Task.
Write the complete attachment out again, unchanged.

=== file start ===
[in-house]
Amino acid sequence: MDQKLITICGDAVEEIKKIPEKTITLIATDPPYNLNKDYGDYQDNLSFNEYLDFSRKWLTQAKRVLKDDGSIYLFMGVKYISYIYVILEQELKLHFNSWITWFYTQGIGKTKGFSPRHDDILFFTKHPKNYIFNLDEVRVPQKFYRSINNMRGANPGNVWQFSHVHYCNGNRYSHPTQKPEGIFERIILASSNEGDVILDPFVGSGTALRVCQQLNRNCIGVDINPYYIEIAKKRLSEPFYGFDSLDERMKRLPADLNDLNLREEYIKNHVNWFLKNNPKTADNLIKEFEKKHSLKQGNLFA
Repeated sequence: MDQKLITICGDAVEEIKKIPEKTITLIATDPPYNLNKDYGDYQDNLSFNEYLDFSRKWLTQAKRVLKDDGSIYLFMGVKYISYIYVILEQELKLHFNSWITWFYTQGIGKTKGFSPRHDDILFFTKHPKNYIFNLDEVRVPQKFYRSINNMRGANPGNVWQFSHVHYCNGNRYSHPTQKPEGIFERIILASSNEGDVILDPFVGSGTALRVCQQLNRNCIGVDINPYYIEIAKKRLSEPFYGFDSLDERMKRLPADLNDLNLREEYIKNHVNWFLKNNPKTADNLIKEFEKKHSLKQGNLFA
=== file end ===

[in-house]
Amino acid sequence: MDQKLITICGDAVEEIKKIPEKTITLIATDPPYNLNKDYGDYQDNLSFNEYLDFSRKWLTQAKRVLKDDGSIYLFMGVKYISYIYVILEQELKLHFNSWITWFYTQGIGKTKGFSPRHDDILFFTKHPKNYIFNLDEVRVPQKFYRSINNMRGANPGNVWQFSHVHYCNGNRYSHPTQKPEGIFERIILASSNEGDVILDPFVGSGTALRVCQQLNRNCIGVDINPYYIEIAKKRLSEPFYGFDSLDERMKRLPADLNDLNLREEYIKNHVNWFLKNNPKTADNLIKEFEKKHSLKQGNLFA
Repeated sequence: MDQKLITICGDAVEEIKKIPEKTITLIATDPPYNLNKDYGDYQDNLSFNEYLDFSRKWLTQAKRVLKDDGSIYLFMGVKYISYIYVILEQELKLHFNSWITWFYTQGIGKTKGFSPRHDDILFFTKHPKNYIFNLDEVRVPQKFYRSINNMRGANPGNVWQFSHVHYCNGNRYSHPTQKPEGIFERIILASSNEGDVILDPFVGSGTALRVCQQLNRNCIGVDINPYYIEIAKKRLSEPFYGFDSLDERMKRLPADLNDLNLREEYIKNHVNWFLKNNPKTADNLIKEFEKKHSLKQGNLFA